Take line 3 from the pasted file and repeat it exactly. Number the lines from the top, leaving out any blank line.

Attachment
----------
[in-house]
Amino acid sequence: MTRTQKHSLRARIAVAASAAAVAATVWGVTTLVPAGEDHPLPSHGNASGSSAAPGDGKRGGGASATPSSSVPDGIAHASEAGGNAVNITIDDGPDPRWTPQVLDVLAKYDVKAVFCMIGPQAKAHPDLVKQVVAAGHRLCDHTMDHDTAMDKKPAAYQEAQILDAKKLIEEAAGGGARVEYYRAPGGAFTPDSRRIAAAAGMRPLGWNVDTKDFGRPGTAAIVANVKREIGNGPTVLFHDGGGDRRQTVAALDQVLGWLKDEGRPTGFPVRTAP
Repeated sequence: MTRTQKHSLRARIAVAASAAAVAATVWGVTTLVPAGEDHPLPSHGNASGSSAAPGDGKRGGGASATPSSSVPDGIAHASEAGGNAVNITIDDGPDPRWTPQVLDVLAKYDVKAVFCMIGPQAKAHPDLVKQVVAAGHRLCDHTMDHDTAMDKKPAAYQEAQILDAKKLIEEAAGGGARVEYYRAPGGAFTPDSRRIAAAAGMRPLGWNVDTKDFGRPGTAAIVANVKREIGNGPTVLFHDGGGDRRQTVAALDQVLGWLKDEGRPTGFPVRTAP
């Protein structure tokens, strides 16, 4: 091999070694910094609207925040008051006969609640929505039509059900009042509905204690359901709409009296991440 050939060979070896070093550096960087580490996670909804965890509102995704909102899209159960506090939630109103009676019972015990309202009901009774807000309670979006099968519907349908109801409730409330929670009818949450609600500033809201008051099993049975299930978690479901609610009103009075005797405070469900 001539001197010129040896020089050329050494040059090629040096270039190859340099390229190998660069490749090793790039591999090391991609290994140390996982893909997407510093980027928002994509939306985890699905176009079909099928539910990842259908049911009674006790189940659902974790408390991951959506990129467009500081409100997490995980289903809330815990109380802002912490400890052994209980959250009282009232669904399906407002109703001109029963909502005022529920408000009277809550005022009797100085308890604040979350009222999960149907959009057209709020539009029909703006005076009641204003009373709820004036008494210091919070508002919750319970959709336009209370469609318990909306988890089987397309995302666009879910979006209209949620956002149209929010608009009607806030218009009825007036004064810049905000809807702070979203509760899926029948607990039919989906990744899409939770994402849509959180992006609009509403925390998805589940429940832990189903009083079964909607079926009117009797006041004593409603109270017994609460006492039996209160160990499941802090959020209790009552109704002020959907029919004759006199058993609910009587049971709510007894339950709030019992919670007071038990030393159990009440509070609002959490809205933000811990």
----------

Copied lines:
Repeated sequence: MTRTQKHSLRARIAVAASAAAVAATVWGVTTLVPAGEDHPLPSHGNASGSSAAPGDGKRGGGASATPSSSVPDGIAHASEAGGNAVNITIDDGPDPRWTPQVLDVLAKYDVKAVFCMIGPQAKAHPDLVKQVVAAGHRLCDHTMDHDTAMDKKPAAYQEAQILDAKKLIEEAAGGGARVEYYRAPGGAFTPDSRRIAAAAGMRPLGWNVDTKDFGRPGTAAIVANVKREIGNGPTVLFHDGGGDRRQTVAALDQVLGWLKDEGRPTGFPVRTAP